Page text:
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Topic: Symposium - Growth and Success of "mathe 2000"
Replies: 4   Last Post: Oct 27, 2012 2:35 AM

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Paul A. Tanner III

Posts: 5,920
Registered: 12/6/04
Re: Symposium - Growth and Success of "mathe 2000"
Posted: Oct 26, 2012 12:39 PM
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On Fri, Oct 26, 2012 at 3:48 AM, Haim <hpipik@netzero.com> wrote:
> Jerry P. Becker Posted: Oct 22, 2012 9:43 AM
>

>>For instance, in the US there have been, since
>>the launch of the NCTM Standards in the 1980s
>>(National Council of Teachers of Mathematics,
>>1989, 2000), highly emotional debates between
>>opponents and advocates of the reform-based
>>approach to elementary school mathematics;
>>between traditionalists, who still believe that
>>the emphasis of math education should be on the
>>direct teaching of fixed, step-by-step procedures
>>for solving various types of math problems, and
>>reformers, who favor a more inquiry-based
>>approach in which pupils are exposed to
>>real-world problems that help them develop deep
>>conceptual understanding, number sense, reasoning
>>and problem-solving skills, and positive affects
>>towards mathematics. Only in 2008, the National
>>Mathematics Advisory Panel, created by president
>>George Bush himself, succeeded, at least to some
>>extent, in stopping that national war (United
>>States Department of Education, 2008).

>
>...Is it worth pointing out, again, that...after more than 20 yrs, there is nothing left to discuss except how to jettison the Education Mafia out of the business of public education?
>


This is a non sequitur.

In

"Who Are The Education Mafia"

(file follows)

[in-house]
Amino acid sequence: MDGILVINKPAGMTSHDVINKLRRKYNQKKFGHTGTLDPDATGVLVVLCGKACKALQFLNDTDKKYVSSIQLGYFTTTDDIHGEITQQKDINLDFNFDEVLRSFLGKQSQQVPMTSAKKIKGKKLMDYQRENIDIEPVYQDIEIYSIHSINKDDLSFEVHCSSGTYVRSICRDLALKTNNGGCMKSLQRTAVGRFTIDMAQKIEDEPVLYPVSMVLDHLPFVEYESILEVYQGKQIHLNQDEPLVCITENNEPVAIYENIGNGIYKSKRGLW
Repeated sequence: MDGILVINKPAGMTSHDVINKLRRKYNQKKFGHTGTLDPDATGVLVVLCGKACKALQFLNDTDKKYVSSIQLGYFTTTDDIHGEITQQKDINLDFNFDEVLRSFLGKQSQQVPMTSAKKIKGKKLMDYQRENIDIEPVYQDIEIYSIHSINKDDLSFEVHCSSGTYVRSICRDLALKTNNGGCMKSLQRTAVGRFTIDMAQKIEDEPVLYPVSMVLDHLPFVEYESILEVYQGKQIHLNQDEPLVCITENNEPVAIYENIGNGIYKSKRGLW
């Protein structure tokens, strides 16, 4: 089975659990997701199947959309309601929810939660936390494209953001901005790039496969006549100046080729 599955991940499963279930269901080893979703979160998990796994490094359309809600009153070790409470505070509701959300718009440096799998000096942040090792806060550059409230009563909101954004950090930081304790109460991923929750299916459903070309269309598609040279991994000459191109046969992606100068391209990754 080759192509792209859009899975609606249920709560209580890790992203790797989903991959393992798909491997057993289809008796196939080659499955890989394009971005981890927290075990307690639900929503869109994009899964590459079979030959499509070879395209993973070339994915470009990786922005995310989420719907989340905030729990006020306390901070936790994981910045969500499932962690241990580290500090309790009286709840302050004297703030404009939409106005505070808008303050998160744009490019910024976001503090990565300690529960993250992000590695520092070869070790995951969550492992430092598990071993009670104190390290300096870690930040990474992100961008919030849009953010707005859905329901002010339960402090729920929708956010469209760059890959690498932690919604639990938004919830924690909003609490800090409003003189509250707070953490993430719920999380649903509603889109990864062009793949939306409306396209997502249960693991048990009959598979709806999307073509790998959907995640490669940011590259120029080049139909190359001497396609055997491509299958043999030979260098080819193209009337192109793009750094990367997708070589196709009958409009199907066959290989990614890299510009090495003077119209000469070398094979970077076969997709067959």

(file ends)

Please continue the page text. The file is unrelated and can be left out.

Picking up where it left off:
http://mathforum.org/kb/message.jspa?messageID=7680196

you defined this so-called mafia such that all of public education is part of this so-called mafia:

Quote:

"All together, the people who depend on the existing system of public education, architects and drones together, are the Education Mafia.

That said, clearly some elements of the Education Mafia are more ideologically and politically active than others. The most ideologically active are the ed school professors. The most politically active are the unions. In general, when I think of the Education Mafia I think of ed school professors and teacher union leadership.

Therefore, Kirby, the litmus test you are looking for is as follows. When considering any one person or organization, does that person depend on the existing order (existing order: the public schools as they are currently constituted)? If yes, then he is a member of the Education Mafia. Otherwise, not. And, don't forget, when I write of the Education Mafia, I tend to focus on those elements of it that are most active politically and ideologically in support of the Existing Order."

You defined this so-called mafia such that every last public school teacher is part of it - even Escalante was part of it. And so to get this so-called mafia out of public education is in effect to eliminate public education.

Oh?

You claim that your definition of this so-called mafia allows for there to be public education that is not part of this so-called mafia?

Prove it. Point to any public education system on the planet that would not be part of so-called said mafia in that country.



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